Authentic East Asian food and authentic Indian food, such as meals provided by Kitchens of India, are becoming more popular, according to Leland of Kowalski's. Some of the meals are popular among vegetarians, but Americans are eating more ethnic foods in general.
“People just like to try different things. And, there are a lot of Indian restaurants in this market, so people are accustomed to it,” Leland said.
Chronic conditions such as diabetes and celiac disease are a factor in the creation of many new products. At Yoke's Markets, stores are adding some frozen gluten-free items as part of a chainwide gluten-free-food initiative.
“We're expanding our gluten-free category tremendously,” Martin said. “We're looking for probably 20 to 28 feet in our Nature's Corner, dairy and shelf-stable sections.”
The “gluten-free” distinction is helping new products, such as Organic Bistro Whole Life Meals, gain attention in the marketplace. In early July, the Lunds and Byerly's chains, Edina, Minn., and other operators began carrying the company's organic gluten-free meals.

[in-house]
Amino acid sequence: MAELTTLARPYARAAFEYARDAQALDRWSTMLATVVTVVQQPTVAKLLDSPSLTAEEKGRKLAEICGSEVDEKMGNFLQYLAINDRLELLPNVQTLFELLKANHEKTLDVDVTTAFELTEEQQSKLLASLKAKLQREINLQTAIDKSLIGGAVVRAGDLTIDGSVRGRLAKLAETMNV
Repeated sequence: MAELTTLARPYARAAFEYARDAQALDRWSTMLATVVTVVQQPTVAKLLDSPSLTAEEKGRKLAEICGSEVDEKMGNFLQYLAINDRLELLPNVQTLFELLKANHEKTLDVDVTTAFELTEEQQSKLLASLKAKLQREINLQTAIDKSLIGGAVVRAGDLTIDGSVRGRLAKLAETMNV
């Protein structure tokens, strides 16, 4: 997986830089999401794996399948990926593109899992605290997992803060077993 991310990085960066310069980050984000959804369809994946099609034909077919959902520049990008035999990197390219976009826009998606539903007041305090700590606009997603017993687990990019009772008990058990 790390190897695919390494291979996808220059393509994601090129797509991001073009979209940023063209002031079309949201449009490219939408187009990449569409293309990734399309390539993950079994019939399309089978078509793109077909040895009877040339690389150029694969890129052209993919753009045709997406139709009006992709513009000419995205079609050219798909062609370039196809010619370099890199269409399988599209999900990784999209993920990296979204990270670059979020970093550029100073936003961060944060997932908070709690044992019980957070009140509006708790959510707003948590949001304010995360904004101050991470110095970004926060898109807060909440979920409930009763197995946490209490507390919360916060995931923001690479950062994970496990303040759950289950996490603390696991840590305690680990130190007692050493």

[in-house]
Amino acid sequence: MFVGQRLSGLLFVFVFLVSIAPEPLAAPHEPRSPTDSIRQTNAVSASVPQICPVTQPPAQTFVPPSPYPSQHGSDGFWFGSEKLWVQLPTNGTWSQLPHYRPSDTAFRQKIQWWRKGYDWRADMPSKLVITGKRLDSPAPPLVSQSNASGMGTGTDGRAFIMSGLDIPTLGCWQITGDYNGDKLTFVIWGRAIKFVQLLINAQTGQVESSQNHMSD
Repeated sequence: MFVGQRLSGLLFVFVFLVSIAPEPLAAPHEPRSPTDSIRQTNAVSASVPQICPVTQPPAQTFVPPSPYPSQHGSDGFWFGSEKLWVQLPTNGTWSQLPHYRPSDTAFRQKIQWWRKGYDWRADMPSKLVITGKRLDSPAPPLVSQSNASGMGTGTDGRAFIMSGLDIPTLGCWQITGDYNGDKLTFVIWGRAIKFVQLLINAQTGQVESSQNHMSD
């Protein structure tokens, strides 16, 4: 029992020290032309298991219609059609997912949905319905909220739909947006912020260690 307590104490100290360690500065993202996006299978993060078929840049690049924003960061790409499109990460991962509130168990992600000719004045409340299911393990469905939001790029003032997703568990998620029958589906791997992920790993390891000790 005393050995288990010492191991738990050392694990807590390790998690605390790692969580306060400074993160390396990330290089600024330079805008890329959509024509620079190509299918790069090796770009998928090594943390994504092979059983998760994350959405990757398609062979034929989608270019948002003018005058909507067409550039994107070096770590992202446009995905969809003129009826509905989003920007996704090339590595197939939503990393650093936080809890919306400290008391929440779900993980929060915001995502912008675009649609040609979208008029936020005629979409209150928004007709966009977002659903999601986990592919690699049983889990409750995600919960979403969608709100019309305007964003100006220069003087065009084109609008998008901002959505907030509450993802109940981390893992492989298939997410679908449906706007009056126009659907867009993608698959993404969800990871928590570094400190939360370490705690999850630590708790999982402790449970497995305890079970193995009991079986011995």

- Commit “intelligent” space to organic and natural frozen foods: products merchandised in consecutive, grouped doors call out to shoppers.
- Think about making aisle signs more specific, to reflect the addition of better-for-you items.
- Offset healthful choices from conventional items within the aisle by using door strips, clings and, if appropriate, floor graphics.
Organic and gluten-free are not the only attributes that are important to health-minded frozen food shoppers. Many are also concerned about environmentally friendly packaging. So, it was no surprise when ConAgra Foods, Omaha, Neb., recently decided to reformulate its frozen food trays to include 40% recycled plastic.
The CPG giant is using the recycled plastic for its Healthy Choice, Banquet, Kid Cuisine and Marie Callender's frozen trays.
“We're looking at all aspects of our products, as we consider new ways to improve them, including finding ways to be more environmentally responsible,” said ConAgra Vice President Gail Tavill.
ConAgra partnered with Associated Packaging Technologies, Chadds Ford, Pa., to utilize a new technology that cleans recycled plastic for use as a component in frozen meal trays. The move will result in about 8 million pounds of plastic diverted from landfills into recycling, according to ConAgra.
It's a good idea that will likely resonate with green-minded customers shopping for health, said Russ Martin, corporate category manager for Yoke's Market, Spokane, Wash.
“Consumers are ready to embrace it — if they ever see companies coming forward that they can trust,” he said.